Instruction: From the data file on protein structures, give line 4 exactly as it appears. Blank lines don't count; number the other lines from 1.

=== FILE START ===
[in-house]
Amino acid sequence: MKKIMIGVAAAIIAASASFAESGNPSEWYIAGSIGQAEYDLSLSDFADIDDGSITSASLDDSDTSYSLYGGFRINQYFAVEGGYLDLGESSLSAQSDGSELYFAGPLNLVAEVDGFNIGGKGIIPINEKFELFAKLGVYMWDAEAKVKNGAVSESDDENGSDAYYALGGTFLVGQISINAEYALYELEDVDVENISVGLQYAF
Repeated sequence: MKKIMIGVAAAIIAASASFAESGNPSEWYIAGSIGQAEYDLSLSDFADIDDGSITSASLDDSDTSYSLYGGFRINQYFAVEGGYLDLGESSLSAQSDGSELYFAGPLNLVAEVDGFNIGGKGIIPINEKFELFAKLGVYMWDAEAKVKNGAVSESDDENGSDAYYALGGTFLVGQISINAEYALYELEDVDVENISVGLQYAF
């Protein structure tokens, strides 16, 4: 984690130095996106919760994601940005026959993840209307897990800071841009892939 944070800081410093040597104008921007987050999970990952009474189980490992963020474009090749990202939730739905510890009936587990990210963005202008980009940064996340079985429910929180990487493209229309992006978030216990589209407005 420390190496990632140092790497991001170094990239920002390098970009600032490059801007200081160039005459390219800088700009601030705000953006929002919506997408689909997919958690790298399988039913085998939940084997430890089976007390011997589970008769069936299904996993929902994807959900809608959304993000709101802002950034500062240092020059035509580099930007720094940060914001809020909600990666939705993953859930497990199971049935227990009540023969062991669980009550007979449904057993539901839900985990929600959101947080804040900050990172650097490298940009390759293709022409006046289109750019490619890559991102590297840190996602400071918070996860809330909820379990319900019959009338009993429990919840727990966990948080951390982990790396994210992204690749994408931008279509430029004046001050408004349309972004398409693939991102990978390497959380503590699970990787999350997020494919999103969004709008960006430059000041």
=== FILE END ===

């Protein structure tokens, strides 16, 4: 984690130095996106919760994601940005026959993840209307897990800071841009892939 944070800081410093040597104008921007987050999970990952009474189980490992963020474009090749990202939730739905510890009936587990990210963005202008980009940064996340079985429910929180990487493209229309992006978030216990589209407005 420390190496990632140092790497991001170094990239920002390098970009600032490059801007200081160039005459390219800088700009601030705000953006929002919506997408689909997919958690790298399988039913085998939940084997430890089976007390011997589970008769069936299904996993929902994807959900809608959304993000709101802002950034500062240092020059035509580099930007720094940060914001809020909600990666939705993953859930497990199971049935227990009540023969062991669980009550007979449904057993539901839900985990929600959101947080804040900050990172650097490298940009390759293709022409006046289109750019490619890559991102590297840190996602400071918070996860809330909820379990319900019959009338009993429990919840727990966990948080951390982990790396994210992204690749994408931008279509430029004046001050408004349309972004398409693939991102990978390497959380503590699970990787999350997020494919999103969004709008960006430059000041």